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Old 10-07-2017, 09:14 AM
 
Location: SE Pennsylvania
368 posts, read 269,914 times
Reputation: 340

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Phoenix will Never surpass Houston. Got to remember Phoenix is in the desert, it will run out of water long before Houston's great economy suddenly dies.

Whats more likely is Houston surpassing Chicago in city population to become 3rd.
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Old 10-07-2017, 01:30 PM
 
Location: Downtown Phoenix, AZ
18,927 posts, read 6,889,772 times
Reputation: 5856
Quote:
Originally Posted by Spreadofknowledge View Post
Phoenix will Never surpass Houston. Got to remember Phoenix is in the desert, it will run out of water long before Houston's great economy suddenly dies.

Whats more likely is Houston surpassing Chicago in city population to become 3rd.
We use less water per person every year, and less than we are allotted. We do not have a water problem
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Old 10-07-2017, 05:32 PM
 
Location: South Padre Island, TX
2,452 posts, read 1,285,072 times
Reputation: 1386
Quote:
Originally Posted by Prickly Pear View Post
Harris County (which I just found out is Houston) is exclusively Houston, not carrying miles and miles of endless desert. If Maricopa's counties were slightly different, including more of Apache Junction and San Tan Valley and forfeiting Gila Bend, our county would be more on par with Harris.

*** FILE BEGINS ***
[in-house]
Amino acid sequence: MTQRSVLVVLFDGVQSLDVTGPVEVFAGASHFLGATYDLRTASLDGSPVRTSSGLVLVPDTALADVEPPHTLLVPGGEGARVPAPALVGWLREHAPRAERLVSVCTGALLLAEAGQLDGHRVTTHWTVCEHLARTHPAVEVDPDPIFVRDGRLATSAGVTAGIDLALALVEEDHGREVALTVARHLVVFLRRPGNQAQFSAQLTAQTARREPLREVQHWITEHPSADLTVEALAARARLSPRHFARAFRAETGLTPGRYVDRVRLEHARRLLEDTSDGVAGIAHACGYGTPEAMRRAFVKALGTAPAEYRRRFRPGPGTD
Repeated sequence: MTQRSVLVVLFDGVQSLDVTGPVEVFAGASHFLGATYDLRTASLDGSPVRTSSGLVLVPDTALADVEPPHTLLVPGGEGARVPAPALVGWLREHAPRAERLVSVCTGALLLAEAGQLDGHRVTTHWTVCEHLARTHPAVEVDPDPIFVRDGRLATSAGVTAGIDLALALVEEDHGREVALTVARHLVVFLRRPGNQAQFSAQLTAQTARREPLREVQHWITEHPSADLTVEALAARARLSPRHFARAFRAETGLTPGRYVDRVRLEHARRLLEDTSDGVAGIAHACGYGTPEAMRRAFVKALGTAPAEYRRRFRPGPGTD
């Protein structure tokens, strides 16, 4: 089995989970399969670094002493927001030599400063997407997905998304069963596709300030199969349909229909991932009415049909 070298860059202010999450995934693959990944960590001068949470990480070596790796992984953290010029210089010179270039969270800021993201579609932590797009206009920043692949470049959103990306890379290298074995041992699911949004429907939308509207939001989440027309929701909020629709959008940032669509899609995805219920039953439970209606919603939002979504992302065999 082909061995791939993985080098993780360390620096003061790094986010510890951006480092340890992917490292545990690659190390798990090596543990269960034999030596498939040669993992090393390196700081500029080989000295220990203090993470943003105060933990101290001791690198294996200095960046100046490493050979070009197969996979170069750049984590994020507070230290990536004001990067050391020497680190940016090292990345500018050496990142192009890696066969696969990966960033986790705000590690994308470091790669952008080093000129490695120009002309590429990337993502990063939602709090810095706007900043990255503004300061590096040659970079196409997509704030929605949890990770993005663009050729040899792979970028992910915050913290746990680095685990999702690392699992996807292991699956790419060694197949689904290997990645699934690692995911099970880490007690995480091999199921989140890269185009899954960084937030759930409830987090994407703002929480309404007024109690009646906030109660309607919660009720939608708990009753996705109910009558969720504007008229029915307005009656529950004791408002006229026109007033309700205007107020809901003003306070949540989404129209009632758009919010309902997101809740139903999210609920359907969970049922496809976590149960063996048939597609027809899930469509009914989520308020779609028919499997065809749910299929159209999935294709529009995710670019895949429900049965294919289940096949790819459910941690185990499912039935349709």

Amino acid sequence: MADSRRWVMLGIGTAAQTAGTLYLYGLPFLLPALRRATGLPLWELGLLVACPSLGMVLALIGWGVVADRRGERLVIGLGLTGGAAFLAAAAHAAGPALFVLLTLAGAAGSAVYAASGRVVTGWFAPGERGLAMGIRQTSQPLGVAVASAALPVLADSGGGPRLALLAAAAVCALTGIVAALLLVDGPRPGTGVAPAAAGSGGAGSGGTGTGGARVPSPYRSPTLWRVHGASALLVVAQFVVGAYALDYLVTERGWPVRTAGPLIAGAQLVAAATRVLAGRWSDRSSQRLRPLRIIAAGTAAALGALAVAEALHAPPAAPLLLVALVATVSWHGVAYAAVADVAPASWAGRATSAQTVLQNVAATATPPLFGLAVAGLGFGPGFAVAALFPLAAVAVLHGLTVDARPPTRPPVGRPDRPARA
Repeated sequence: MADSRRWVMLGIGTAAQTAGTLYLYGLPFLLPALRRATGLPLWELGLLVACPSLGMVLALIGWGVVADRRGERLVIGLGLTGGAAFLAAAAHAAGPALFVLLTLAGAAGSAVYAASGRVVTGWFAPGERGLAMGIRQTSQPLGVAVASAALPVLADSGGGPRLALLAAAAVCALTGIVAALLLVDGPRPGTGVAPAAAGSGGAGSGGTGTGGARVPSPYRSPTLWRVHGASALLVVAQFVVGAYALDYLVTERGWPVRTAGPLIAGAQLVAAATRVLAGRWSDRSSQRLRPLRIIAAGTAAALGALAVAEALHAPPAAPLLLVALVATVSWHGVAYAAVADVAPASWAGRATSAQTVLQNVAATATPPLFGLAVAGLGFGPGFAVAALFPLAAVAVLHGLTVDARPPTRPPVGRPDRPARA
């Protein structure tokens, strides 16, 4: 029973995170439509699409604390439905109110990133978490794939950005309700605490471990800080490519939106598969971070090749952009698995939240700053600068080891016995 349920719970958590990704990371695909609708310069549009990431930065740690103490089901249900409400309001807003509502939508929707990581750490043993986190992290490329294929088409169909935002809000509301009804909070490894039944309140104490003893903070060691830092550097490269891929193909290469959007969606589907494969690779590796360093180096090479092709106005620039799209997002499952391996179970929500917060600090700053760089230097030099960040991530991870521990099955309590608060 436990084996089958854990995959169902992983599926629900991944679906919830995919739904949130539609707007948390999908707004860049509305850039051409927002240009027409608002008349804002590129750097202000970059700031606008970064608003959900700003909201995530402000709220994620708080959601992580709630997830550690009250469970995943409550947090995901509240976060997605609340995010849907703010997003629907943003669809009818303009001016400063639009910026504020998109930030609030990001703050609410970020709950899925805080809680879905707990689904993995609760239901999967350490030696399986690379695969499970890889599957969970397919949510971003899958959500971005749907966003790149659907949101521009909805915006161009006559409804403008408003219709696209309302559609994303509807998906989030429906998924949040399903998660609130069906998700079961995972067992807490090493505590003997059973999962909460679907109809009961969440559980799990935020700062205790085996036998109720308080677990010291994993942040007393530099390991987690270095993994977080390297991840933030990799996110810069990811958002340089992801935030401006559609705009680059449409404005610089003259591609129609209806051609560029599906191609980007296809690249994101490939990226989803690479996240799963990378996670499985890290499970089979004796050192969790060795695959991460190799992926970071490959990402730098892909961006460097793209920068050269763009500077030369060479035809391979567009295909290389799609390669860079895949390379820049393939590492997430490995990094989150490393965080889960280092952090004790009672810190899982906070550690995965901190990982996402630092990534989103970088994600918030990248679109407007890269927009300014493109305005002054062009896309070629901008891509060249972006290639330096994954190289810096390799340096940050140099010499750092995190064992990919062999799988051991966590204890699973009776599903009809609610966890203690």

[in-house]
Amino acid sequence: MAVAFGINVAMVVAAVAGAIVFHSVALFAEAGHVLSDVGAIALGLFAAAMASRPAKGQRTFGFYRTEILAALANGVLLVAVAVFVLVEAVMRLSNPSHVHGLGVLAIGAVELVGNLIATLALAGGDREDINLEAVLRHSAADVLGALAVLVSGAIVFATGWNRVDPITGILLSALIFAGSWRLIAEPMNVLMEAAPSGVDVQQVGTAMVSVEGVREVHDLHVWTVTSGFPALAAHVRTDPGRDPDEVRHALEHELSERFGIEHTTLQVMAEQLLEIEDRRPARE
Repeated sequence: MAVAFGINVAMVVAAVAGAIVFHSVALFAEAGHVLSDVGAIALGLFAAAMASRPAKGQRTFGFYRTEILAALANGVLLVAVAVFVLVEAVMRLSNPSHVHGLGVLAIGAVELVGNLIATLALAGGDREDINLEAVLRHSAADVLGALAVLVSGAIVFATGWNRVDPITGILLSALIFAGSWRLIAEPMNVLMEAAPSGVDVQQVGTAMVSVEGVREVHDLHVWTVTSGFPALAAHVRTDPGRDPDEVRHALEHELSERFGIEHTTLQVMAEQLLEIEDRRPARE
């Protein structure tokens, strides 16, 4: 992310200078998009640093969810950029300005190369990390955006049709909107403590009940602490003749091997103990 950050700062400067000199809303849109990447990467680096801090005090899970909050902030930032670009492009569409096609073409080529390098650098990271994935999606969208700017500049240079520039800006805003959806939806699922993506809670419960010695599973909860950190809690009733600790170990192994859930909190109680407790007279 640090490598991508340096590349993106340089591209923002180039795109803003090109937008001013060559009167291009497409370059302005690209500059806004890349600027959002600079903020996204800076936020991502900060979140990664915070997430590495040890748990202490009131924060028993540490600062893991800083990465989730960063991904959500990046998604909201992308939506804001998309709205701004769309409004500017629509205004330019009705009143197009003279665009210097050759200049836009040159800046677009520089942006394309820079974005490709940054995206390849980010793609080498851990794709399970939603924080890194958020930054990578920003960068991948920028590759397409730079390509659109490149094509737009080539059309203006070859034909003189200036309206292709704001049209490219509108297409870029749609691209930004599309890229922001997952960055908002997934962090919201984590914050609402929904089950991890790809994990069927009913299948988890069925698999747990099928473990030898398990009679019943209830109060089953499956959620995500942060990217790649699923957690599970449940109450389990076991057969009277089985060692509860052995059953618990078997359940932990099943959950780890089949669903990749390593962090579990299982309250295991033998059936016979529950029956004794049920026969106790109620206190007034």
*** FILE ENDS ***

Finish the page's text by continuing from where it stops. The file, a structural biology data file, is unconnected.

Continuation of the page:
Harris County isn't exclusively Houston: the city corresponds to only a bit more than half the county's population.

Quote:
Originally Posted by FirebirdCamaro1220 View Post
We use less water per person every year, and less than we are allotted. We do not have a water problem
And do you think that Phoenix can handle the massive population influxes it would take to catch up with Houston without any impact to the water situation?
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Old 10-07-2017, 05:48 PM
 
Location: Downtown Phoenix, AZ
18,927 posts, read 6,889,772 times
Reputation: 5856
Quote:
Originally Posted by Texyn View Post
Harris County isn't exclusively Houston: the city corresponds to only a bit more than half the county's population.



And do you think that Phoenix can handle the massive population influxes it would take to catch up with Houston without any impact to the water situation?
We use less water now total than we did 40 years ago with a fraction of the population. The biggest gainer is the reduction of farm land, which has been freeing up tons of water that had been being used to irrigate crops
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Old 10-07-2017, 06:21 PM
 
Location: Tempe, AZ
4,552 posts, read 3,651,369 times
Reputation: 3625
Quote:
Originally Posted by Texyn View Post
Harris County isn't exclusively Houston: the city corresponds to only a bit more than half the county's population.



And do you think that Phoenix can handle the massive population influxes it would take to catch up with Houston without any impact to the water situation?
Ah, my apologies

----

Yes, as Firebird already stated, a reduction in farmland, better enforcement on water policies (AZ already has some of the best as it is), and more xeriscaping and artificial turf.
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Old 10-07-2017, 09:50 PM
 
Location: Reno, NV
1,553 posts, read 720,474 times
Reputation: 2008